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Teasing

Saumini Vishwanathan doesn't know what to do. She says, "My daughter is always crying and complaining because her older brother teases her. I know that it's bound to happen between siblings, but in the case of my children it seems a little excessive."

It can be exasperating for parents when they are constantly called upon to mediate between warring siblings. After a long day at the office or in the midst of coping with the hurly-burly of life, it can be really annoying when your child comes crying to you saying that her brother called her "stupid" or said that the neighbour's son was her boyfriend. You wonder whether your daughter is being too sensitive or your son too mean. 

Parents have certain typical ways of reacting in such situations. Either they lash out at both children in frustration or they give the teaser a tongue-lashing and comfort the teased. But this is not a satisfactory solution. The child who teases should learn that seeing his sibling upset and weeping should not be his idea of entertainment. On the other hand, children on the receiving end of the teasing should be taught to toughen up and cope with the situation without having to run to "mummy" or "daddy" every time.
 

Tips on dealing with teasing  

  • Keep in mind that it is quite natural for teasing to occur between siblings. So there's no point trying to clamp down on it in a Hitlerian fashion.
  • Explain to the child given to teasing that while he may find it amusing and even the teased child might like the attention initially, he must stop when the other child says so or when it is obvious that the other child is getting upset.
  • Teach your child that she must learn to cope. Explain to the child that by reacting to the 'teaser' she is just rising to the bait. Tell her that when she cries or flies into a rage at his comments she is just fuelling the teasing behaviour. 
  • The teased should either ignore the teaser, walk away or calmly tell him to stop. Adopting this approach will mean that the teaser will soon lose interest and look for some other form of amusement.
  • But if the teasing takes the form of hitting or using abusive language, then you should not expect the teased child to cope on her own. You must step in and make it clear to the teaser that he has crossed a line and such behaviour is not acceptable.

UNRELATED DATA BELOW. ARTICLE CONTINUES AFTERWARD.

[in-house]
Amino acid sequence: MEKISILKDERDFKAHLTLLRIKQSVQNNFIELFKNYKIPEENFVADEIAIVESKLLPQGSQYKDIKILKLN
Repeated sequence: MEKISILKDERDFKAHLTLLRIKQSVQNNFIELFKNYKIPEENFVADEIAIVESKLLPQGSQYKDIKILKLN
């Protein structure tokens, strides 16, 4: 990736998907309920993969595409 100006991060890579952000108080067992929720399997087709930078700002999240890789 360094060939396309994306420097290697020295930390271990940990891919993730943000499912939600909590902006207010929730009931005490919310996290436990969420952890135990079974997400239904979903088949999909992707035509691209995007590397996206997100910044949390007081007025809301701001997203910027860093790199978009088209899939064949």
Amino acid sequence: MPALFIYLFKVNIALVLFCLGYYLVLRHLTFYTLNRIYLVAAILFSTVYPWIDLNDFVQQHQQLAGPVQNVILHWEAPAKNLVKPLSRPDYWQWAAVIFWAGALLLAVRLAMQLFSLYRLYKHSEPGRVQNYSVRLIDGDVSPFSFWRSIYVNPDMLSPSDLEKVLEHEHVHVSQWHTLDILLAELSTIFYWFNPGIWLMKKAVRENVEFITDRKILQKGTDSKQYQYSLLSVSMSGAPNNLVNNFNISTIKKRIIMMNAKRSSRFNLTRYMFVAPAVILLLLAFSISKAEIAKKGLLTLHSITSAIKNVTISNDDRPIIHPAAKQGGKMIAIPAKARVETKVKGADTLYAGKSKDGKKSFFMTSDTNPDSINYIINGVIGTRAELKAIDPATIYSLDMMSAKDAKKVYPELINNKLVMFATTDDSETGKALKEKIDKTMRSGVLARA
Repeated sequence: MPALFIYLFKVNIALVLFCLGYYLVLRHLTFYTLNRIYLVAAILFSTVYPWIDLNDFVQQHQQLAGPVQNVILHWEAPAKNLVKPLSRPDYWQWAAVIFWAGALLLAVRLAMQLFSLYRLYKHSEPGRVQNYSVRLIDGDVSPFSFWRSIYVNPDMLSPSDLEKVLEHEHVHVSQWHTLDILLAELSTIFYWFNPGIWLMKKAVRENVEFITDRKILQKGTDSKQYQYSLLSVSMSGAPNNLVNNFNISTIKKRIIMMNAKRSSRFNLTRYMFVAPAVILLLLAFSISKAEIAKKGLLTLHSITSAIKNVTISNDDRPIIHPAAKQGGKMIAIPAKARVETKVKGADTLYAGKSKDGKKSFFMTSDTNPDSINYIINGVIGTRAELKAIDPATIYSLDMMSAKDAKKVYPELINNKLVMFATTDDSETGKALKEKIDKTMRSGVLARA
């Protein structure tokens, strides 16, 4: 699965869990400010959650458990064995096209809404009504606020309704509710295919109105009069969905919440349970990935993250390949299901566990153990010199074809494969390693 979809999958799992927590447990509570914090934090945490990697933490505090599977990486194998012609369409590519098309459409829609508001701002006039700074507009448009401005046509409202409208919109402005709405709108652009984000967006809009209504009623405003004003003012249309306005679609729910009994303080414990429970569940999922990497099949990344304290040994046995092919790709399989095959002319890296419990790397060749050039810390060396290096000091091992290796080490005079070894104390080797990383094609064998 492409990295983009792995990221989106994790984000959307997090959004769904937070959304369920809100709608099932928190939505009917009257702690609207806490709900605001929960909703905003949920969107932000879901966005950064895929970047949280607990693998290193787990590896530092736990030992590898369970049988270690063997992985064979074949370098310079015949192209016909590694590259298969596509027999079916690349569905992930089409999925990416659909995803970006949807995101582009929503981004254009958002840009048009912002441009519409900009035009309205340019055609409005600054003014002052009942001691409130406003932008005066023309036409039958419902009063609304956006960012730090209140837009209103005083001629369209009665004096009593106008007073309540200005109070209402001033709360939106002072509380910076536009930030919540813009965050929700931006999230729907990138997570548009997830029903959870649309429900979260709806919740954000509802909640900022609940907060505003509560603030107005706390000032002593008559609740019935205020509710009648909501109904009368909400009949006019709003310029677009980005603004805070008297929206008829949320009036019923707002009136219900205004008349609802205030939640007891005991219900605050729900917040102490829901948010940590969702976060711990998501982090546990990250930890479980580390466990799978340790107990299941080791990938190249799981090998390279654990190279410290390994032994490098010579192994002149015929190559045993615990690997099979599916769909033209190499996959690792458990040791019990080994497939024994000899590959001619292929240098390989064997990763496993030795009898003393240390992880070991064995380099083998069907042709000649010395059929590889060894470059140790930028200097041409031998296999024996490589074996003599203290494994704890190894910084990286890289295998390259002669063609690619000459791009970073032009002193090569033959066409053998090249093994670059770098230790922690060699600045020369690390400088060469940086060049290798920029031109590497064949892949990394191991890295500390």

• Try not to take the side of the teased child all the time. She will learn that it pays to play the martyr and it will result in the other child being made to feel victimized by you. Address the issue in such a way that they both have to face the consequences. For instance, deprive both of them of their TV privileges till they can learn to play together without teasing.
  • Convey to them that teasing and the quarrels associated with it do not just involve the two of them. It disturbs the rest of the family too. Thus, whenever the teasing becomes a problem for other family members, it is important that you make the children realize that and take disciplinary action. For instance, you could tell them that because of their incessant quarreling you haven't been able to complete your work. As a result, you will not be able to take them for a movie like you had promised.
  • Try to distract the teaser by involving him in some other activity. Send him on an errand or play a game with him.
  • Encourage your children to be cooperative rather than competitive.
  • Teasing is often the reflection of a child's need to establish his superiority. You can channelize his energies so that he can display his superiority in different ways. 


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